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Radiofrequency ablation of atrial fibrillation: effectiveness and safety in 102 consecutive patients
  1. J Pontoppidan,
  2. J C Nielsen,
  3. S H Poulsen,
  4. P T Mortensen,
  5. A K Pedersen,
  6. H K Jensen,
  7. P S Hansen
  1. Department of Cardiology, Skejby Hospital, University of Aarhus, Denmark
  1. Correspondence to:
    Dr Jacob Pontoppidan
    Department of Cardiology, Skejby Hospital, University of Aarhus, Brendstrupgaardsvej 100, 8200 Aarhus N, Denmark;

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Segmental pulmonary vein isolation (SPVI) and circumferential pulmonary vein isolation (CPVI) are the two main approaches of radiofrequency ablation in patients with atrial fibrillation (AF).1,2 The reported efficacy is between 60–90% depending on the approach and AF classification.3–5

The goal of this retrospective study was to review our experience with both approaches, as well as patient outcome and safety of this new treatment.


Between February 2001 and July 2003, 102 consecutive patients with paroxysmal or persistent AF were referred for ablation. The initial 28 patients underwent SPVI. From April 2002, 83 patients were treated with CPVI including nine patients with recurrence of AF after SPVI. We changed the approach due to a lower risk of potential pulmonary vein stenosis compared with SPVI and with an apparently comparable efficacy rate.2 All patients were anticoagulated with warfarin before ablation. Transthoracic and transoesophageal echocardiography were performed to exclude structural heart disease and thrombus formation. SPVI and CPVI were performed according to the methods described by Haissaguerre et al1 and Pappone et al.2

During the postablation follow up period patients received antiarrhythmic medication and warfarin for at least three months. Patients with recurrence of AF within three months were cardioverted or underwent antiarrhythmic treatment. Patients were scheduled for a visit in the outpatient clinic or at the referring hospital after three months. Holter examinations were performed in case of suspected AF symptoms. Anticoagulation and antiarrhythmic treatment were withdrawn after three months if the patient was free of symptoms. Only recurrence of symptomatic AF more than three months after ablation was regarded as significant recurrence of AF. The study was approved by the local ethics committee in Aarhus, Denmark. Written consent was obtained from the patients.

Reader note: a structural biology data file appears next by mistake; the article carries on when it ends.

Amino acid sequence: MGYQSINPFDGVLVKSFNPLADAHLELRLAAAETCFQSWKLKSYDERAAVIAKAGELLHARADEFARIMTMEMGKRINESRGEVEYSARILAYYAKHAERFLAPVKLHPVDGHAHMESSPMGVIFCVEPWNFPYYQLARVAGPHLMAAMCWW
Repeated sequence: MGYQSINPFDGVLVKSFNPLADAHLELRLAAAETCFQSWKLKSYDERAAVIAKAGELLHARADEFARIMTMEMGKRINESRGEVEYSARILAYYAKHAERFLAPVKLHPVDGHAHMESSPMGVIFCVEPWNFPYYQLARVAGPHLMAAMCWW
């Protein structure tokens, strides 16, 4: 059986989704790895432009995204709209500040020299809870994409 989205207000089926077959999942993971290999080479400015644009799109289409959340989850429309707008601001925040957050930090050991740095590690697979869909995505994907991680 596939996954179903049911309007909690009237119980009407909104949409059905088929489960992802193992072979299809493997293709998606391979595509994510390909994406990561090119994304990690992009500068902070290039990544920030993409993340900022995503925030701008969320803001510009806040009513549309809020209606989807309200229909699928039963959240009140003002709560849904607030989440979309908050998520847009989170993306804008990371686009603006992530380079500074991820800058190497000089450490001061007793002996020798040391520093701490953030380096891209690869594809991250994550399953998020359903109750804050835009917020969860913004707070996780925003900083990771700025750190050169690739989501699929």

Study population

Baseline demographics did not differ between patients undergoing SPVI and the CPVI group. Overall, 70% of the patients had a history of amiodarone treatment and 67% were previously cardioverted for AF indicating that patients were highly symptomatic.

In the SPVI group, 10 patients had undergone previous ablation (nine for cavotricuspidal isthmus blocks and one for focal atrial tachycardia). Twenty seven patients in the CPVI group had previously undergone an ablation procedure (nine patients had prior SPVI, 17 patients for cavotricuspidal isthmus block, and one for focal atrial tachycardia).

Procedure and safety

The total procedure and fluoroscopy times were longer in SPVI than in CPVI (table 1). Cardiac tamponade occurred in one patient during SPVI and in three patients during CPVI. All patients underwent acute pericardiocentesis and were discharged without complications. One patient had transient neurological symptoms after CPVI with subsequent normal cerebral computed tomography. No patient in either group died of a procedure related cause. No clinical signs of pulmonary vein stenosis were observed during follow up.

Table 1